The central objective of health care is the prevention of premature death and suffering, and the restoration of functional health. Information on further action to be taken is derived from diagnostics by way of medical laboratory tests. These data, however, are only clinically useful for the patient if clinical action can be derived from them. In general, laboratory tests result in therapies being started, ended or modified; in individual cases, the pathophysiology of an illness is examined more closely through laboratory diagnostics.
In addition to the clinical and scientific aspects of the consequences of diagnostics, psychological aspects must also be taken into account when determining the indication of laboratory tests. Thus, waiting for the findings and the failure to perform a test can trigger anxiety and stress in patients . The results of a test and/or the fact that a test is done can lead to social stigmatization (e.g., in connection with HIV tests). However the findings from laboratory tests can also contribute to improved lifestyle habits, such as when it comes to smoking or physical activity. In some cases, if a hereditary disease, which would show symptoms only in the distant future (e.g., Huntington’s disease), can be ruled out by laboratory testing, this can have a liberating effect for the patient.
As with drug treatment or surgical intervention, the use of laboratory tests must also be evaluated in terms of the clinical benefit. Such an evaluation is generally complex, because most laboratory tests are used to rule out illnesses. Thus, the benefit of laboratory tests is always indirect, i.e., the treating physician must always take additional action to achieve therapeutic success. Such action may involve starting patients with positive test results on immediate treatment or sending patients with negative test results for further diagnostic tests with different methods, such as imaging. When evaluating the benefit of laboratory diagnostics, there must also be a distinction between a direct, patient-relevant benefit (i.e., a direct link to the suspected illness) and the controlling merely of surrogate parameters .
Particularly in differential diagnostics, the evaluation of the benefit depends on the incidence of the illness in the population, because this strongly affects the positive and/or negative predictive value of a test procedure . Furthermore, an evaluation of the benefit must not only look at the direct benefit to the patient, but also the (economic) benefit for the community.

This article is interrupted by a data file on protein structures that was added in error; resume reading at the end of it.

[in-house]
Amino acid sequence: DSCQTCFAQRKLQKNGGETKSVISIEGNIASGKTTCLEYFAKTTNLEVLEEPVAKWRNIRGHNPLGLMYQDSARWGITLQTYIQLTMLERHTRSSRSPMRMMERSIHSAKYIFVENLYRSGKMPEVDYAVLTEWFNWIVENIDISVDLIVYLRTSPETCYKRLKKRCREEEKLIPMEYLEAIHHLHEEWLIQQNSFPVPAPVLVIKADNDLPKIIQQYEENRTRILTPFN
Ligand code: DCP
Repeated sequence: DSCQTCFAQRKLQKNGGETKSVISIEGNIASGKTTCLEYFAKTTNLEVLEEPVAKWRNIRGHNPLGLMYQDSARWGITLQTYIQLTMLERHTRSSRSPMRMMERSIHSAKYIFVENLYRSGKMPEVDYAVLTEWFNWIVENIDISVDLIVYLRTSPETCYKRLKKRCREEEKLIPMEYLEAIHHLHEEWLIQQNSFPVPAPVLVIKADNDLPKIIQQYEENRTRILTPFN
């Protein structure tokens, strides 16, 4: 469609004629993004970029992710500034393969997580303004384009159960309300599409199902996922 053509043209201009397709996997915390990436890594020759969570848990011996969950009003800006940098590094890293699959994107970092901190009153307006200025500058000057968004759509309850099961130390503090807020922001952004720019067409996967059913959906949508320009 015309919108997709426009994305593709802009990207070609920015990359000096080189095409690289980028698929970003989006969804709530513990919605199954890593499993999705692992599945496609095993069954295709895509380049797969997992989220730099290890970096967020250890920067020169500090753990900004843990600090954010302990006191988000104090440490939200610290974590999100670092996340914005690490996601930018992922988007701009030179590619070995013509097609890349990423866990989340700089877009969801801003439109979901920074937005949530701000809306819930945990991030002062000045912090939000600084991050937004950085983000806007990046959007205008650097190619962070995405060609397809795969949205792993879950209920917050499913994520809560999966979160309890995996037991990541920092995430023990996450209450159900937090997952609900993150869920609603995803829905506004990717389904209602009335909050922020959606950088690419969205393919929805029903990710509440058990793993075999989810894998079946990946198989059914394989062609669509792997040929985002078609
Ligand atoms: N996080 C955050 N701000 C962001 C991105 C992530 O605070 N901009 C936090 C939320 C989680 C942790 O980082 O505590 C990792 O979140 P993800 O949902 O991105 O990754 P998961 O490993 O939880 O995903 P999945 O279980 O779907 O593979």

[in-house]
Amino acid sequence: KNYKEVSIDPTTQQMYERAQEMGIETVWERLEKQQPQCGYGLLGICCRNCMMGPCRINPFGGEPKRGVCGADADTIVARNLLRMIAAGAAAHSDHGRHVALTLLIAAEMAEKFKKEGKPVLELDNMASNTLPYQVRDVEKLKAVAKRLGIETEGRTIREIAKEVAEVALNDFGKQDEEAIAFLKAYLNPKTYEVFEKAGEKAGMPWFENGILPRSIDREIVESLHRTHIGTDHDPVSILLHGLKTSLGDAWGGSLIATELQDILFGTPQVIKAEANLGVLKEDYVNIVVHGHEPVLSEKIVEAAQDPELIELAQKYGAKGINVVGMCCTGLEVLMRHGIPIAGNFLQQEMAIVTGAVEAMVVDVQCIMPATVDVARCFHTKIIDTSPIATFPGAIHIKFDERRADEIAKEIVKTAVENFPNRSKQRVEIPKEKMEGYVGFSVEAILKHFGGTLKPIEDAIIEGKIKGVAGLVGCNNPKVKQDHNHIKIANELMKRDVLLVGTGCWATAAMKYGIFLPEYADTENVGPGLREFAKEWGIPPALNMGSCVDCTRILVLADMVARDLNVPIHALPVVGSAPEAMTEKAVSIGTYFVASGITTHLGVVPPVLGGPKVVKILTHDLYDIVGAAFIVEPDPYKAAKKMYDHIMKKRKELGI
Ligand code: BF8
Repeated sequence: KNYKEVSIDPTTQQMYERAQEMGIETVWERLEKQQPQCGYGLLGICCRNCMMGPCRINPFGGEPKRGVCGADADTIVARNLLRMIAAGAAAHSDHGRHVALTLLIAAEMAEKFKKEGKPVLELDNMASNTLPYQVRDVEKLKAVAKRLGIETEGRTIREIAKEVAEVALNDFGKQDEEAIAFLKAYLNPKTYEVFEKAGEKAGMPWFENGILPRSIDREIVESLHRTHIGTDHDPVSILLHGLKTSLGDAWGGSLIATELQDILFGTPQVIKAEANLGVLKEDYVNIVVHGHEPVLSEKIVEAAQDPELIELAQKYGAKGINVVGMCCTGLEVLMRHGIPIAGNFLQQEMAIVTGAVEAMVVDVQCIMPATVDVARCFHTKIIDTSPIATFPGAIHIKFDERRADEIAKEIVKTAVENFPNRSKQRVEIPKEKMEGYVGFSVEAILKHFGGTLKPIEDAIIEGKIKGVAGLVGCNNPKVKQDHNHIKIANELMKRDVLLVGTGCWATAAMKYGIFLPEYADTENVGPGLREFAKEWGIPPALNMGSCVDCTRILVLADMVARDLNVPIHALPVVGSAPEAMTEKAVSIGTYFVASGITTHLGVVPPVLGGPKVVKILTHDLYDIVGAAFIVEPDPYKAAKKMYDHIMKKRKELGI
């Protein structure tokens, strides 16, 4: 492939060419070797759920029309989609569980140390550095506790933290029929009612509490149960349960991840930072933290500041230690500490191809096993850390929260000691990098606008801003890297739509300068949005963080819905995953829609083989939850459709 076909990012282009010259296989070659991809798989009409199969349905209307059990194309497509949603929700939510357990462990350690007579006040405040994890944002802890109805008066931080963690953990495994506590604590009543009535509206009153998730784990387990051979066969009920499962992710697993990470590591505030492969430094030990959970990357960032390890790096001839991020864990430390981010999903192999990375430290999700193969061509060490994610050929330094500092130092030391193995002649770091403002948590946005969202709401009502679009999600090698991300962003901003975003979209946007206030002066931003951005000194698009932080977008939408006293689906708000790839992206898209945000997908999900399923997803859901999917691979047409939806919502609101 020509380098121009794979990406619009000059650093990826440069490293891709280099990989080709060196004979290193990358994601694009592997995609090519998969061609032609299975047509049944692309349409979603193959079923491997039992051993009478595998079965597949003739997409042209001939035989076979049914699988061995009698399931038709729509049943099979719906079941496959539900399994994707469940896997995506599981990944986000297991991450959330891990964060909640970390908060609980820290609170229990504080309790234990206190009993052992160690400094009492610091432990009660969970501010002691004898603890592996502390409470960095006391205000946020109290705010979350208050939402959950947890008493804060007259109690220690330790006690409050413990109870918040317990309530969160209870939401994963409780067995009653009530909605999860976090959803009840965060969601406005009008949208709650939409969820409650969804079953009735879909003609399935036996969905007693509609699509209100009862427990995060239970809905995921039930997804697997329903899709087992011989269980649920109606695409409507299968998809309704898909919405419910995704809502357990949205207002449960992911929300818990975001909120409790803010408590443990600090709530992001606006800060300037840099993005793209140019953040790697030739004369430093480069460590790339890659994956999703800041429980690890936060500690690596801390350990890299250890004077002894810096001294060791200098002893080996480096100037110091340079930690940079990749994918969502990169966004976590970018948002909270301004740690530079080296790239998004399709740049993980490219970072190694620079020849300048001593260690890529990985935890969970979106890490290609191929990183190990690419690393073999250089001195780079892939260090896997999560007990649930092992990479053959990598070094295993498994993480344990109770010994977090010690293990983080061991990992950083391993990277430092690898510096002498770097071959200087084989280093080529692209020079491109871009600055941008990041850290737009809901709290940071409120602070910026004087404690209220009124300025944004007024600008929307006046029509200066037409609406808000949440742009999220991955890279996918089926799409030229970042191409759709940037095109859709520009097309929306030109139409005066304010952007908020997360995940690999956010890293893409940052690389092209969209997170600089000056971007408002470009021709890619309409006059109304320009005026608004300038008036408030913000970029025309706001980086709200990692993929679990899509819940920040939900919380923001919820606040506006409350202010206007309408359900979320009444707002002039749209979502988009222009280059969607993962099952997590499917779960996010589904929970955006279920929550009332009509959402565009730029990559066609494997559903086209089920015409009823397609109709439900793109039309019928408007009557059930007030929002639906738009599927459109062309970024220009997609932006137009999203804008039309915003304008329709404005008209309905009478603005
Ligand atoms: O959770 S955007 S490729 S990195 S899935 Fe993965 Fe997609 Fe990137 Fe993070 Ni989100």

The validity of the laboratory findings figures in all benefit considerations. The validity is determined by the uncertainty of the analysis itself, the day-to-day variability in terms of circadian rhythms, and also by food intake, physical activity, medication and the differences between various test assays . An example of the latter is the difference in determining cardiac peptides or creatinine between the POCT format and conventional laboratory equipment [5, 6] and/or in determining tumor markers with test systems from different manufacturers .
The evaluation of the validity of medical laboratory findings is highly complex. Many quantitative parameters – e.g., in enzymology – can be measured highly standardized and with the highest degree of precision. For other parameters (e.g., clotting factors and tumor markers), however, the result of the measurement is often very much dependent on the assay used. In the case of semi-quantitative results (e.g., in autoimmune serology, infectious serology), the evaluation of findings in the gray area may be linked to poor reproducibility. Thus, results obtained via highly standardized test methods on a specific test platform can generally be transferred also to other platforms in terms of the validity. However this transferability to other test platforms must be questioned when it comes to poorly standardized tests.
Factors influencing the frequency of repeat testing
If the half-life of the analyte in vivo as well as the performance of the test (such as the day-to-day variation coefficient, detection limit and/or lower of limit of quantification) are known, minimum periods can be defined that, if not reached, do not give rise to the expectation of changes to the measured values, which means that a repeat measurement will not yield any additional information. Typical examples for this are the HbA1c analysis , the determination of troponins with the acute coronary syndrome  or the PSA test after surgery to remove a tumor and/or an organ . This assumes that an additional condition did not affect the half-life of the analyte in this particular patient. Common causes of such changed half-life times include the development of renal insufficiency in connection with renally eliminated substances, enzyme induction through specific drugs in connection with TDM or volume changes in the case of bleeding, the administration of infusion solutions or erythrocyte concentrates. Special conditions apply to repeat frequencies of laboratory tests for special issues. Thus, the determination of HbA1c in pregnant patients should be carried out monthly, as well as for patients with poorly controlled diabetes mellitus or after changes in diabetic treatment .